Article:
Colorectal cancer strikes down thousands of Americans every year. Fortunately, there’s a way to prevent this disease and these deaths.
About 40 percent of all colorectal cancers could possibly be prevented with regular colonoscopy screening, according to a new long-term study.
Colonoscopy, which examines the entire inside of the colon, was associated with lower mortality from proximal colon cancer. Both colonoscopy and sigmoidoscopy were associated with lower mortality from colorectal cancer.
Another recent study, published in the same journal, found that a non-invasive method of colorectal cancer screening — called a fecal occult-blood test — was also effective in reducing colorectal cancer deaths.
Shuji Ogino, MD, associate professor in the Department of Epidemiology at the Harvard School of Public Health, and colleagues conducted the study to determine if colonoscopies reduced colorectal cancer incidence and mortality.
Colorectal cancer will be diagnosed in some 143,000 Americans and kill 51,000 men and women in the US this year. It's the second leading cause of cancer-related death in the US.
For this study, the researchers examined data from participants in two long-term studies — the Nurses' Health Study and the Health Professionals Follow-up Study.
Individuals in both studies completed surveys every two years between 1988 and 2008. Study members were asked if they had undergone either a sigmoidoscopy or colonoscopy and the reason for the screening.
Among the group of nearly 89,000 study participants, 1,815 cases of colorectal cancer were diagnosed and 474 deaths resulted from the disease.
Sigmoidoscopy examines the lower or distal part of the colon, while colonoscopies examine both the distal and proximal, the upper part of the colon.
The researchers found that both tests reduced the risks of developing and dying from colorectal cancer. However, only colonoscopy was effective in protecting against cancers in the upper part of the colon.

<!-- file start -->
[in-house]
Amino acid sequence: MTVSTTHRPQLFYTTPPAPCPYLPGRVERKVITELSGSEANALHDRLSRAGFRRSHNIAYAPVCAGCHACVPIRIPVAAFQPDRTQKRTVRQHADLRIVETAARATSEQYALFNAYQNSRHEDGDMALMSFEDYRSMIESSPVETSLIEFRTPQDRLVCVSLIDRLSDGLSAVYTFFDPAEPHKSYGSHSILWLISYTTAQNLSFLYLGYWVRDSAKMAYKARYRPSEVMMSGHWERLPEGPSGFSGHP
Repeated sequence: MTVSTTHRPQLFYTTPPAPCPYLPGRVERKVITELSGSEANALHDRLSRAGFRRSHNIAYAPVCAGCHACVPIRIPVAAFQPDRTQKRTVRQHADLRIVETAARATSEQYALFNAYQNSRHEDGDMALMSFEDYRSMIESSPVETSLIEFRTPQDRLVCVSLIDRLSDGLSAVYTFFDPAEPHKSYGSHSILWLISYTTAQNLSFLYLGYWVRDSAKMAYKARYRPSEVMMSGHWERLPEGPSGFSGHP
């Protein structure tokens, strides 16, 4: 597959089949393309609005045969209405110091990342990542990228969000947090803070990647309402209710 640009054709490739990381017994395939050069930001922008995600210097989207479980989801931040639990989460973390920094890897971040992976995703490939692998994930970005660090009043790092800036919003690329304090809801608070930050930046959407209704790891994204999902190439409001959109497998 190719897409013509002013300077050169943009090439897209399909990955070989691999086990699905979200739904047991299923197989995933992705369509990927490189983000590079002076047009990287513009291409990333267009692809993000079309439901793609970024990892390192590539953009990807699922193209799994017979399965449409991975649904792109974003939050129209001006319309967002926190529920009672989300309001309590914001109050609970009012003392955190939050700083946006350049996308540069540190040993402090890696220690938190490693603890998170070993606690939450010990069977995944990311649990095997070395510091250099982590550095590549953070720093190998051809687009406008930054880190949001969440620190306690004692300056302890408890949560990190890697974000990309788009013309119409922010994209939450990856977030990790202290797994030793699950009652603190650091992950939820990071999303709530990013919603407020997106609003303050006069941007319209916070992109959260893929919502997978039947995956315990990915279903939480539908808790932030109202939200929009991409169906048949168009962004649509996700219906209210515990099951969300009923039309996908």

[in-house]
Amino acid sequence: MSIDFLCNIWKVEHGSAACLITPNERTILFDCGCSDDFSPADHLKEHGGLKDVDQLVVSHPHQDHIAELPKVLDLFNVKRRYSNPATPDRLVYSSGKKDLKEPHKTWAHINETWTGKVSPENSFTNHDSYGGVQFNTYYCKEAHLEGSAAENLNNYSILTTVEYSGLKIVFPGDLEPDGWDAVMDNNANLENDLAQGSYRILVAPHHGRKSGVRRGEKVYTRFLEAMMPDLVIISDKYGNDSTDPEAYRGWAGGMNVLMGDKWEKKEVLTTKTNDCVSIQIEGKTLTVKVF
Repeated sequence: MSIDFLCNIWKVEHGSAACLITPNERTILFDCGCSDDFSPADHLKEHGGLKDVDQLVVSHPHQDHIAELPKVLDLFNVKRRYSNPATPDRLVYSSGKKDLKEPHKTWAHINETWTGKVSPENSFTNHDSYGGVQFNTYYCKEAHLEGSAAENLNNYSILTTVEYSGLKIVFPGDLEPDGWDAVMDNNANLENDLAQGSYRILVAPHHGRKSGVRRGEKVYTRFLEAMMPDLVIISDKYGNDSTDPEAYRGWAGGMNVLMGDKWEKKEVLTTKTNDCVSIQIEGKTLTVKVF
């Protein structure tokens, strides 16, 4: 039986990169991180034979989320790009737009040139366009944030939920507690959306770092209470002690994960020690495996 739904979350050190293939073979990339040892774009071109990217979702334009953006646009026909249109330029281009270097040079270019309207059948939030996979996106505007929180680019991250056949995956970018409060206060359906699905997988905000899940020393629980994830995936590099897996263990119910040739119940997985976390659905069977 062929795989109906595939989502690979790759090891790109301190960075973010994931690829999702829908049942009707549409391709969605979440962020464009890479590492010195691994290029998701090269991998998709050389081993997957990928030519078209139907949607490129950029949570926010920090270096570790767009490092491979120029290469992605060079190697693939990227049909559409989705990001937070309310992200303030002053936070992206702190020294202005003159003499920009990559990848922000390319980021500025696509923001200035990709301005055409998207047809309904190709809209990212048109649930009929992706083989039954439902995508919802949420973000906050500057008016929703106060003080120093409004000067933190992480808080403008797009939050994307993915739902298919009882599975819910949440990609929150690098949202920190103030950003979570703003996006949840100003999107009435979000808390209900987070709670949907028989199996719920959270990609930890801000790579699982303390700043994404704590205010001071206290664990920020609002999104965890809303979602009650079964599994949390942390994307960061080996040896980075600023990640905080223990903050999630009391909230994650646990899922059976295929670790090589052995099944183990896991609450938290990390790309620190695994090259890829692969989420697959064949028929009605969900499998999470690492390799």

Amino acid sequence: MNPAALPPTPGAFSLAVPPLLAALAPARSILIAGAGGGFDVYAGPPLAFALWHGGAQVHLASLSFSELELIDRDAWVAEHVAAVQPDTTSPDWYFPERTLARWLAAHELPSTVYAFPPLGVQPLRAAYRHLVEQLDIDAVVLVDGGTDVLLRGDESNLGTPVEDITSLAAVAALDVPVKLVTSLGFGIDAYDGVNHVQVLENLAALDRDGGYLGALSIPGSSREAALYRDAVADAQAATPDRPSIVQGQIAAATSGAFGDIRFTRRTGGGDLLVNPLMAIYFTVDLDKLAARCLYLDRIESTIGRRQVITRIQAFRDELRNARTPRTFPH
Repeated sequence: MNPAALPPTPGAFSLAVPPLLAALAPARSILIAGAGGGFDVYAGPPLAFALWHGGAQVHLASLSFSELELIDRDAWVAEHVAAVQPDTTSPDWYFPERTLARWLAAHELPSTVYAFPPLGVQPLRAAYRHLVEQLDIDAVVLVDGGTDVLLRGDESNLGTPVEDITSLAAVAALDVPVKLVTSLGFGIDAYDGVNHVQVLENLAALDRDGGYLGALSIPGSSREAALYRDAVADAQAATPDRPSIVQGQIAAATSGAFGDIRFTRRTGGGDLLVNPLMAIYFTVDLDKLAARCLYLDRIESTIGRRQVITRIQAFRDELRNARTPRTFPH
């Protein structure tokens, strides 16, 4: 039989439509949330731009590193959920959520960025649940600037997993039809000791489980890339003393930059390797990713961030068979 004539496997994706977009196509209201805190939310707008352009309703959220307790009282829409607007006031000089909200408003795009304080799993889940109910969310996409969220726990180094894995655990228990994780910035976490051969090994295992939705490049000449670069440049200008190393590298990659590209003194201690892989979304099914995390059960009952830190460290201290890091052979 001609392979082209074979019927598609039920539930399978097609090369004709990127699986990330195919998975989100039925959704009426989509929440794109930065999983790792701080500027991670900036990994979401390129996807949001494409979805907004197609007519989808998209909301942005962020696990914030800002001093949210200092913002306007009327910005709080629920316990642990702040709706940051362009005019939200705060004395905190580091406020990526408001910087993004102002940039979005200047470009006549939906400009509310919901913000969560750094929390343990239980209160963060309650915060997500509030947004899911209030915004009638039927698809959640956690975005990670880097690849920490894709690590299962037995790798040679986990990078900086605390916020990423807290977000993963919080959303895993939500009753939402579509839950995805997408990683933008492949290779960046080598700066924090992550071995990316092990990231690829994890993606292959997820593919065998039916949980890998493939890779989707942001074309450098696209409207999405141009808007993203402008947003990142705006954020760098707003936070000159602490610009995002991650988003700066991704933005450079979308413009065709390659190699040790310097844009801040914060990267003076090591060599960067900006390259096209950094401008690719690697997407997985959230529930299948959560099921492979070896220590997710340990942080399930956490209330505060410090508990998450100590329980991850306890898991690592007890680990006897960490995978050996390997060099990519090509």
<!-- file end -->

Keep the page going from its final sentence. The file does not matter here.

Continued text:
The protective effects of colonoscopy were not as great for the upper part of the colon as they were for the lower colon. The researchers suggested this may be because tumors in this area of the colon have different molecular and biological properties than tumors in the lower colon.
For people without increased risk of colorectal cancer such as a family history of the disease, colonoscopies are recommended to start at age 50 and be repeated every 10 years as long as nothing suspicious is found. If polyps (precancerous lesions) are found during the exam, a colonoscopy should be repeated every five years.
Sigmoidoscopies should be repeated every five years, according to current recommendations.
“We estimated that 40 percent of colorectal cancers (including 61 percent of distal colorectal cancers and 22 percent of proximal colon cancers) that developed during follow-up would have been prevented if all the participants in our study had undergone colonoscopy,” the authors wrote.
Based on the study findings, the researchers also concluded the following:
- Sigmoidoscopy probably is not effective in preventing or reducing deaths from upper colon cancers.
- Someone who has a clean colonoscopy may be protected against colorectal cancer for up to 15 years, reinforcing the benefit of colonoscopy every 10 years.
- Tumors found within five years of a colonoscopy tend to have different molecular structures than those found at longer intervals.
Eric Haas, MD, colorectal surgeon at Houston Methodist Center for Restorative Pelvic Medicine, told dailyRx News, "Screening tools such as colonoscopy and sigmoidoscopy are again proven to be invaluable instruments for the early detection of colorectal cancer.
"New technologies including genetic and molecular testing are being evaluated to further help identify high-risk patients who may benefit from increased frequency of screening due to elevated risk of developing colorectal cancer," said Dr. Haas, who was not involved in this study.
Results from this study were published September 18 in The New England Journal of Medicine.
Support for the research came from the National Institutes of Health, the Bennett Family Foundation and the Entertainment Industry Foundation through the National Colorectal Cancer Research Alliance.